Buddhism and Islam


#1

I have a friend who is Buddhist. If he were to move to a majority Islamic country, how would he be treated? Could he practice his religion in public?


#2

Most Muslim countries he wouldn’t have any real problems with practising his religion in public. Some countries that wouldn’t be a good idea to go to though would be Saudi Arabia, since they’re (generally, not all) rather prejudiced against anyone who isn’t a Arab Muslim and he wouldn’t be allowed to practice his religion ‘in public’ there unless he was in a Western compound, as well as Oman. In Iran also wouldn’t be a good idea for a Buddist to go since only Islam, Judaism, Christianity and Zoroastrianism are recognised by the government, so your friend would likely find it very difficult to find employment, accomodation etc.

Apart from those countries (which I think he would be wise enough not to move to anyway), he probably wouldn’t find any major problems if he moved to any other Muslim country when it came to religion. I would warn him though that if he’s moving from the West, then most Muslim countries are Third World and he will find life very difficult to adapt to there. This isn’t a religious issue however, but economic/political.


#3

Different countries vary, but in general your friend would not want to make his religious beliefs too public in a Muslim country. According to the ideal Islamic standard however, he would be treated as a second-class citizen (dhimmi) who must pay extra taxes for the “privilege” of living in a Muslim land.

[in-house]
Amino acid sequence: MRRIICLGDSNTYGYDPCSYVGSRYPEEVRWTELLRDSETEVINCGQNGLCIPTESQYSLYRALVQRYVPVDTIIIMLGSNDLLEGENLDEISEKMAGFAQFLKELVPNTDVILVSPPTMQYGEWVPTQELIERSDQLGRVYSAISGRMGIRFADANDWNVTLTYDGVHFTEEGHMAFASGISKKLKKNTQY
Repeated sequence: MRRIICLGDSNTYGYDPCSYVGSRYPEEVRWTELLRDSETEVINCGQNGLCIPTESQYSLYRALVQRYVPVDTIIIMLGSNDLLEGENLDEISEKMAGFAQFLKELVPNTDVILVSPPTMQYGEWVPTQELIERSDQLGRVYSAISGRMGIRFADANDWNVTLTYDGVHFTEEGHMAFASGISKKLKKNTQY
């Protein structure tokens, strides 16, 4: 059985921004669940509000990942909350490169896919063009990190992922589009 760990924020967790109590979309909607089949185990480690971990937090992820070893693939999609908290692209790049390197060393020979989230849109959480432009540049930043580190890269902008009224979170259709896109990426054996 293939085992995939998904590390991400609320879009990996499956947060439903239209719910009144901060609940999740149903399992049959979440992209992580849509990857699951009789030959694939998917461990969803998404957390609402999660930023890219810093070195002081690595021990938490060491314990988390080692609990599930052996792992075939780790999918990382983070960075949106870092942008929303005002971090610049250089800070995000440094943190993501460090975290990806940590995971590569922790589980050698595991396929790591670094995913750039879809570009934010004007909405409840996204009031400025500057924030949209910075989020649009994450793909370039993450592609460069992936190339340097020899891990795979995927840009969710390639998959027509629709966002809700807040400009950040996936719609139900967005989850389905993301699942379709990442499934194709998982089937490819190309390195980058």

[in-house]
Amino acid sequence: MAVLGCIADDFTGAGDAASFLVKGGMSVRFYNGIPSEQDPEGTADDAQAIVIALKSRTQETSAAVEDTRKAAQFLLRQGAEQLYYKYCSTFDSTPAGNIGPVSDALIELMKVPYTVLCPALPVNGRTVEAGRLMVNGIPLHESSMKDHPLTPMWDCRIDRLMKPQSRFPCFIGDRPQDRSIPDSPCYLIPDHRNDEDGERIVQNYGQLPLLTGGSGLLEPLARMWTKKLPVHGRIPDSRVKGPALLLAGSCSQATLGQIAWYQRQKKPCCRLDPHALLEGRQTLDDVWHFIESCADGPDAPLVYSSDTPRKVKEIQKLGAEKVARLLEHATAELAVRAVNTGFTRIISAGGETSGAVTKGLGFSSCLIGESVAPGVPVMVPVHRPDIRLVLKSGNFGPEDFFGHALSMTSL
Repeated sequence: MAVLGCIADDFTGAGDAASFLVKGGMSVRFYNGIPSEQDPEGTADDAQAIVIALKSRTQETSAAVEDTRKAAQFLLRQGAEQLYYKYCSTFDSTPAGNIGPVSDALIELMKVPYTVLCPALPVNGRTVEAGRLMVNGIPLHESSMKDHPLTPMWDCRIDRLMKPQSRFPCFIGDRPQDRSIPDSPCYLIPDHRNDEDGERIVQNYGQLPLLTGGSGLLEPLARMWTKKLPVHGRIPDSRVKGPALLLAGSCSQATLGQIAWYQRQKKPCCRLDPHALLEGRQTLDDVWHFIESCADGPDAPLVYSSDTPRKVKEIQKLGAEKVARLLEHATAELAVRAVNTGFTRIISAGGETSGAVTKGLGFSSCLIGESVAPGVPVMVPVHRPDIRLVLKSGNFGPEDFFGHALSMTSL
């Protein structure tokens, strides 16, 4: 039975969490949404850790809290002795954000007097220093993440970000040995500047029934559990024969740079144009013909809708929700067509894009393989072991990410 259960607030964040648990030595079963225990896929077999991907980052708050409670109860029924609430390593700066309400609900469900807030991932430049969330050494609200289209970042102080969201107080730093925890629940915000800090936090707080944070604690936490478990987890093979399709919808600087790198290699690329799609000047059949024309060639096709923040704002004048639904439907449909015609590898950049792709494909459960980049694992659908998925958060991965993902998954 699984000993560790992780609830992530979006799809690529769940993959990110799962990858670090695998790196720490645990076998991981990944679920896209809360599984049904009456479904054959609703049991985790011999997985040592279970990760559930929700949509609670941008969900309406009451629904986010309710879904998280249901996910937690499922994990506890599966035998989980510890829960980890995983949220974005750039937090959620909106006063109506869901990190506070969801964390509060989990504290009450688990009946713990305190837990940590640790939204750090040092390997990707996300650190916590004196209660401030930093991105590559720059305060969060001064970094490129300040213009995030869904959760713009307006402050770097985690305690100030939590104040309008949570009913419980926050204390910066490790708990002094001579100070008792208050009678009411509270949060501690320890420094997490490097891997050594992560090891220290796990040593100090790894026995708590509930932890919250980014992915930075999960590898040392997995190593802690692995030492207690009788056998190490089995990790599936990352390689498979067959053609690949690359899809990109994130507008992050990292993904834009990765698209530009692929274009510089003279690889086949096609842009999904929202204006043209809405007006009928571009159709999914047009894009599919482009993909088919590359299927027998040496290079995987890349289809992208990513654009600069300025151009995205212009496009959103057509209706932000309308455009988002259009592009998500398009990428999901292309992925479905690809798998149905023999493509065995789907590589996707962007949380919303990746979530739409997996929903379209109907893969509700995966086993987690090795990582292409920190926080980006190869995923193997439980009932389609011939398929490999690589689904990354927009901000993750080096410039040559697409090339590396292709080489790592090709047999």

#4

Ah OK. I thougth dhimmitude was only for ‘people of the book’ being Christians, Jews, and Zoroastrians.

Are Buddhists entitled to be dhimmi? What about Wiccans?


#5

My understanding is that originally “People of the Book” (Christians and Jews) where given dhimmi status under Islam, but in some areas it extended to Zoroastrians, Sikhs, Mandeans and Buddhists. I can’t say whether or not Wiccans or any other new-age cult would be given dhimmi status under Islam, but I am doubtful they would…


#6

By definition, I don’t think Zoroastrians can be classified among “People of the Book” since they do not profess faith in the God of Abraham. Zoroastrianism was the prominent religion of Persia (modern day Iran) before the arrival of Islam, but they worship the deity called Ahura Mazda.


#7

Good point. I don’t know whether Buddhists would be considered people of the book. You’re right, it was originally intended to be just Christians and Jews.


#8

From what I have read, d’himmi were those “People of the Book” only (Christians and Jews). Later, there was a little tolerance of Zoroastrians because they believe in just one God, but all others had to convert or else…

Prayers and petitions,
Alexius:cool:


#9

You’ve stopped slaying idolaters?


#10

There are very many Buddhist temples that your friend can pray in if he moves to Malaysia which is a predominantly Muslim country.

There are also lots and lots of Hindu and Taoist temples as well as you can see for yourself from the following:

pbase.com/kersti/malaysia&page=2


#11

The Islamic state of Afghanistan destroyed an historic carving of Buddha (one can only guess as a mark of respect for Buddhism???)


#12

Different religious groups are divided as thus in Islam

Those who believe (in the Qur’an), those who follow the Jewish (scriptures), and the Sabians, Christians, Zoroastrians, and Polytheists, Allah will judge between them on the Day of Judgment: for Allah is witness of all things. (22:17)

Red = Muslims
Blue = People of the Book
Green = Kafir (would also include atheists)


#13